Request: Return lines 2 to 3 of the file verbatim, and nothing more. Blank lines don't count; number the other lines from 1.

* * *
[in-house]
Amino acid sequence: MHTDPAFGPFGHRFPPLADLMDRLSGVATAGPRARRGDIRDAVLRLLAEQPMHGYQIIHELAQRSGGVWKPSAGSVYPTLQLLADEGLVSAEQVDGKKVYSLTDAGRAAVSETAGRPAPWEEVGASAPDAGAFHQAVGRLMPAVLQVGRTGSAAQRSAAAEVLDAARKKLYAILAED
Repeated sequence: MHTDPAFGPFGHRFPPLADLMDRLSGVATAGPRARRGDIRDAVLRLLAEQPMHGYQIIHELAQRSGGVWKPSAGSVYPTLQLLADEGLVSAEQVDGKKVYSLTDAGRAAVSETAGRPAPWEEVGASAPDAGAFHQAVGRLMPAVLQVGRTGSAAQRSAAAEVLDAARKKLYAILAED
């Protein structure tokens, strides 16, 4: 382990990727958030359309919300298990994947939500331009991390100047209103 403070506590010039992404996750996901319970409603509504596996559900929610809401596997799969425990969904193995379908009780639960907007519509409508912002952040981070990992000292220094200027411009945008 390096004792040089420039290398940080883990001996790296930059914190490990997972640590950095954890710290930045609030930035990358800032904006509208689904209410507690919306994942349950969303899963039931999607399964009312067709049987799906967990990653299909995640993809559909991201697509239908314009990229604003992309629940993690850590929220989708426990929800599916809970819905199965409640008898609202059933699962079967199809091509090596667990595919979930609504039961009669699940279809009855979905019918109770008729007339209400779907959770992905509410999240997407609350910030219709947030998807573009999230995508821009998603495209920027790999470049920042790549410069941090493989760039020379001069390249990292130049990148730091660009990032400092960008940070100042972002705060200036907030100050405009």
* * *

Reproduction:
Amino acid sequence: MHTDPAFGPFGHRFPPLADLMDRLSGVATAGPRARRGDIRDAVLRLLAEQPMHGYQIIHELAQRSGGVWKPSAGSVYPTLQLLADEGLVSAEQVDGKKVYSLTDAGRAAVSETAGRPAPWEEVGASAPDAGAFHQAVGRLMPAVLQVGRTGSAAQRSAAAEVLDAARKKLYAILAED
Repeated sequence: MHTDPAFGPFGHRFPPLADLMDRLSGVATAGPRARRGDIRDAVLRLLAEQPMHGYQIIHELAQRSGGVWKPSAGSVYPTLQLLADEGLVSAEQVDGKKVYSLTDAGRAAVSETAGRPAPWEEVGASAPDAGAFHQAVGRLMPAVLQVGRTGSAAQRSAAAEVLDAARKKLYAILAED